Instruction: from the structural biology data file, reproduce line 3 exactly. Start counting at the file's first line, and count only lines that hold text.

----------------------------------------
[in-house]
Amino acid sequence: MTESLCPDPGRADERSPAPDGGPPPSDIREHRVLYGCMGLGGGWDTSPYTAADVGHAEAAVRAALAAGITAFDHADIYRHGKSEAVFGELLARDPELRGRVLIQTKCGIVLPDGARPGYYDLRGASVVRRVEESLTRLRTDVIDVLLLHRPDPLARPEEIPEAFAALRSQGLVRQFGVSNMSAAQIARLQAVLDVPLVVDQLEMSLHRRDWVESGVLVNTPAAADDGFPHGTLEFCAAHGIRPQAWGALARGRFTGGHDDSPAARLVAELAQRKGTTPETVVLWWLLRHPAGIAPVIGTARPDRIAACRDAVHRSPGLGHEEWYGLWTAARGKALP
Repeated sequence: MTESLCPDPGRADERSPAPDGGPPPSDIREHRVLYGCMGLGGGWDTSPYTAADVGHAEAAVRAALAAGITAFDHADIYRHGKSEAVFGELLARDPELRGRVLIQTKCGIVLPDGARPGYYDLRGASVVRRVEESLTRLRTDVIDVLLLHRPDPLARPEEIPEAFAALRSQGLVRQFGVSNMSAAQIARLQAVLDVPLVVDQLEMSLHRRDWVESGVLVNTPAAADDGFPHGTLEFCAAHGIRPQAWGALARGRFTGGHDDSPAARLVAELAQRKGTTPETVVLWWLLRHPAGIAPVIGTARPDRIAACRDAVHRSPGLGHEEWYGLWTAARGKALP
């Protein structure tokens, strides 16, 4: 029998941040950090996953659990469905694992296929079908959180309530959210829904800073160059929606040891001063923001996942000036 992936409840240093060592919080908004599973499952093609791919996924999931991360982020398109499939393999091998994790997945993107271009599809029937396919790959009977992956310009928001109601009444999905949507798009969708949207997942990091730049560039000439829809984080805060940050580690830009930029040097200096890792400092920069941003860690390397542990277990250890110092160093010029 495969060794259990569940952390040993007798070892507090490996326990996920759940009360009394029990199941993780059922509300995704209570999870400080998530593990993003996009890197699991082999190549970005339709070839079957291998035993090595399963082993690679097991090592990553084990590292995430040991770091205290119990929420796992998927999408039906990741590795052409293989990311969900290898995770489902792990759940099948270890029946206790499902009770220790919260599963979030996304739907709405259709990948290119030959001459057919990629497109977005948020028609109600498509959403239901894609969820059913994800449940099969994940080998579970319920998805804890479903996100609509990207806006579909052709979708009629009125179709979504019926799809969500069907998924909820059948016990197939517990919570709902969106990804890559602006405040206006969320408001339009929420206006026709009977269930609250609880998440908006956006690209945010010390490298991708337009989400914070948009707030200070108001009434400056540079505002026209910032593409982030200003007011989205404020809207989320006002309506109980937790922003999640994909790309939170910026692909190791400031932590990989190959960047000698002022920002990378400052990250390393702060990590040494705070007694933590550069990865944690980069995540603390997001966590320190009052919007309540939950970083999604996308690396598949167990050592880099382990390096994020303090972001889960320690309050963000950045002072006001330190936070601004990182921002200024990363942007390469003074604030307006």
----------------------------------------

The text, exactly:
Repeated sequence: MTESLCPDPGRADERSPAPDGGPPPSDIREHRVLYGCMGLGGGWDTSPYTAADVGHAEAAVRAALAAGITAFDHADIYRHGKSEAVFGELLARDPELRGRVLIQTKCGIVLPDGARPGYYDLRGASVVRRVEESLTRLRTDVIDVLLLHRPDPLARPEEIPEAFAALRSQGLVRQFGVSNMSAAQIARLQAVLDVPLVVDQLEMSLHRRDWVESGVLVNTPAAADDGFPHGTLEFCAAHGIRPQAWGALARGRFTGGHDDSPAARLVAELAQRKGTTPETVVLWWLLRHPAGIAPVIGTARPDRIAACRDAVHRSPGLGHEEWYGLWTAARGKALP